I have never understood the whole "prepaid debit card" nonsense. You have checks, a debit card, a credit card(s) or you use cash. The only real reasons I can see to get a prepaid card are to control spending, which is actually ludicrous, because you can load money onto the card at any time,, to give a child/dependent money via long-distance, or to be super-conscious of fraud issues by only loading small amounts onto the card.
Anyway. MoneyGram is getting in bed with MasterCard and KeyBank to offer a line of pre-paid debit cards. The pilot program was launched last November, and the signage announcing the national rollout started appearing in Wal-Mart stores and other consumer locations in early October. I do remember seeing the signs, although they didn't stay up for long. Probably a contractual thing for us to promote a partner business, but not too much.
Anyway. This really blonde woman prances up. She's wearing what can only be described as a faux-Western outfit. The closest she ever got to a real cowboy was probably making a connecting flight at the Dallas airport. Upscale western-print shirt, polished brown leather boots up to the knee, jacket trimmed in faux fur, turquoise earrings, bracelets and necklace and an expensive leather handbag embroidered in Navajo design with more turquoise and semi-precious stones.
I start with my usual "Can I help you?" at which she replies that she "wants to recharge this."
"This" turns out to be one of the aforementioned MoneyGram prepaid debit cards. So they do exist.
Now, I know an awful lot about my job, but this is the first time I've ever run across one of these. We got no training on this (typical of Wal-Mart - I should write about the very first day I ever worked Customer Service some time) I had to start making this up as I went along.
I take the card and look at it. It's just a debit card with the MoneyGram and Mastercard logos. It doesn't tell me how to reload the card.
ME: "Ma'am, did they tell you how you can reload the card?"
HER: "No. I called and they said go to a MoneyGram location and give them the card and say that I want to reload it." Now I've dealt with MoneyGram on the phone on average of six to eight times a month for the past few years. They are ALWAYS fairly precise in instructions, such as "Fill out this form," "Have your account number and receive code," etc. I doubt they gave her these particular instructions. But you can't call a stupid spade a spade in the customer service game.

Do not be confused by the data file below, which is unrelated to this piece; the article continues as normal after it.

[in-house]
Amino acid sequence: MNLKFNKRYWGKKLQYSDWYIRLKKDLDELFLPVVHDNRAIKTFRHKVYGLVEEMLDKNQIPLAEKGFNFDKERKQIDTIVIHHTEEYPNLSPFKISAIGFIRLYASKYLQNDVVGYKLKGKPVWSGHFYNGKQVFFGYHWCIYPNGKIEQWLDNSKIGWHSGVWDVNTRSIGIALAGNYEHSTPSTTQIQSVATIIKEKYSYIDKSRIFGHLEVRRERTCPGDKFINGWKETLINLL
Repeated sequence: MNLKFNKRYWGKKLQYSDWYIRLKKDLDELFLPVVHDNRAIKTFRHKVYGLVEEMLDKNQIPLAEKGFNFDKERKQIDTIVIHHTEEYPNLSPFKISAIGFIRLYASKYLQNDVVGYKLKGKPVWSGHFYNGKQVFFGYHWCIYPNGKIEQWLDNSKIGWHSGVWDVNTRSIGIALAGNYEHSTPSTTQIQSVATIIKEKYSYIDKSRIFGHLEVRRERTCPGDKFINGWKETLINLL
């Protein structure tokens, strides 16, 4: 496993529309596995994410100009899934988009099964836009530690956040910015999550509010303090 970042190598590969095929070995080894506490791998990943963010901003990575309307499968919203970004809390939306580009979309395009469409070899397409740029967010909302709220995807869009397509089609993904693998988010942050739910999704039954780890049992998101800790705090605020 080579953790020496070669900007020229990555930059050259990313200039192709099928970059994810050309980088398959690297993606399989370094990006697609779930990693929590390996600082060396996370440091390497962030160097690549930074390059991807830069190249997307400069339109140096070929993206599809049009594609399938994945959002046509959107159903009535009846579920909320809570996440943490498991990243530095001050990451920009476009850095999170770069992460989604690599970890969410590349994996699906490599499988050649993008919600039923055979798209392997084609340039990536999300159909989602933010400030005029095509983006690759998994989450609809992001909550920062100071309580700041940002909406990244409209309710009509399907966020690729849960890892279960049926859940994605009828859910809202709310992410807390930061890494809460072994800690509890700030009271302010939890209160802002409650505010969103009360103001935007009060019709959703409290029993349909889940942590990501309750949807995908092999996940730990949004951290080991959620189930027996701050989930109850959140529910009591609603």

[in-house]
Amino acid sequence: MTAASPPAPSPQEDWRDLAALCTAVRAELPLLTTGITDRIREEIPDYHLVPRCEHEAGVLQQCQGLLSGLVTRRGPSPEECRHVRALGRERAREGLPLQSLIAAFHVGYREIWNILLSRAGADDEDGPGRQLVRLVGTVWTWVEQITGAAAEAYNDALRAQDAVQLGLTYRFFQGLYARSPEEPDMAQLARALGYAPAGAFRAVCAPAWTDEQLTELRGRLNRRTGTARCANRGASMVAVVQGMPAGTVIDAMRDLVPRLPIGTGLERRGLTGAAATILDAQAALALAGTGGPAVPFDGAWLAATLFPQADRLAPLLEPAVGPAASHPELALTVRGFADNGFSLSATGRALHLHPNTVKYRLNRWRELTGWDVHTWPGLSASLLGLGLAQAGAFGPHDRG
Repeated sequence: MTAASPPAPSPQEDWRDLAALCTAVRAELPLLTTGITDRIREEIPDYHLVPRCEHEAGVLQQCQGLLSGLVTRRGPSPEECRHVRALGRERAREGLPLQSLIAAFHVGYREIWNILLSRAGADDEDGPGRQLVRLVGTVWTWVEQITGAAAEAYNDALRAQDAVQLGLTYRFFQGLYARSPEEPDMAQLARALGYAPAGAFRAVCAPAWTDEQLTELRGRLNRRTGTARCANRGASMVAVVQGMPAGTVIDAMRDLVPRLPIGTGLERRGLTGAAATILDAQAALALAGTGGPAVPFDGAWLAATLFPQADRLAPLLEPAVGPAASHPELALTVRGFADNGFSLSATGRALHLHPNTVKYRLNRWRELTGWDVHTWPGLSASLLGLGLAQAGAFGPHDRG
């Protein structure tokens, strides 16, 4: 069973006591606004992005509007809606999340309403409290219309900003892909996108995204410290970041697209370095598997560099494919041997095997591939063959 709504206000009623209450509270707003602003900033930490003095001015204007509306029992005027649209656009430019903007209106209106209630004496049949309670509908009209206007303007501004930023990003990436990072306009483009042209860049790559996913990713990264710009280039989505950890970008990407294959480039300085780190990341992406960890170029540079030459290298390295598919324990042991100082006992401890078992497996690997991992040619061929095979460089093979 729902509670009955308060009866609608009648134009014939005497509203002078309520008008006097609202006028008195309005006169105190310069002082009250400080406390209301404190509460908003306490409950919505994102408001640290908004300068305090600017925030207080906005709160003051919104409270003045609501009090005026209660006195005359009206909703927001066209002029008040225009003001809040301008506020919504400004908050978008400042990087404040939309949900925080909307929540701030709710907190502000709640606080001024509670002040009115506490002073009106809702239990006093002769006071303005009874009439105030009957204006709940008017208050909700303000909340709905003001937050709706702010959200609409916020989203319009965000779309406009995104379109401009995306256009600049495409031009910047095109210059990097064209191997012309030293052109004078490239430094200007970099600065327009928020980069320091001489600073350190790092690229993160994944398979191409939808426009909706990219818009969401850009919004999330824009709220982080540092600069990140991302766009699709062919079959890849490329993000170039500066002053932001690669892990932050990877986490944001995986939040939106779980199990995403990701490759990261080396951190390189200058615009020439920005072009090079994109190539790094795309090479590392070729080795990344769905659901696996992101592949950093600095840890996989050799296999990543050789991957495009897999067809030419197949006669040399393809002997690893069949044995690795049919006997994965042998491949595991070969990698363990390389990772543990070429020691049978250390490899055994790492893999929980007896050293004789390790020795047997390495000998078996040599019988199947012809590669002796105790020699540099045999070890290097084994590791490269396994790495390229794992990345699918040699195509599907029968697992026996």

ME: "Ma'am, did they tell you to make an express payment, or to make any other kind of transaction? These are a new product and we've never had one of these before. Which is the truth. I get ALL the difficult questions and I KNOW we've not faced this one before.
HER: She's frustrated and angry at ME by this point, and decides to get mean. No matter that she has this card, has been using it, and doesn't even know how it works. So she goes "NO, IT MEANS THAT YOU'VE NEVER HAD ONE BEFORE. DON'T YOU KNOW HOW TO DO YOUR JOB?"
ME: Oh my god. Does the universe just put evil humans in my path?
I finally see that the customer service number is buried inside the raised numbers on the back of the card. I call the number and ask for help. The customer can reload the card by making an ExpressPayment to a certain receive code using the account number on the card.
And then the MoneyGram agent on the line goes "Is there a problem with the card?" I tell them no, I just need to know how to reload it. And the agent tells me "Reload information is in the kit that's sent with the card and with every card statement. Can you ask for her ID? The card might be stolen. And see if she got the package of materials when she opened the account?"
So I ask the woman. She shows me her ID and she tells me "I got the kit ... I just didn't read it."
So after all this fuss, do you want to know how much money the woman reloaded onto the card? That's right. Forty dollars. And there is a reload fee of $2.50 every time you put money onto it. So. She's paying to add money to her own account. Whatever.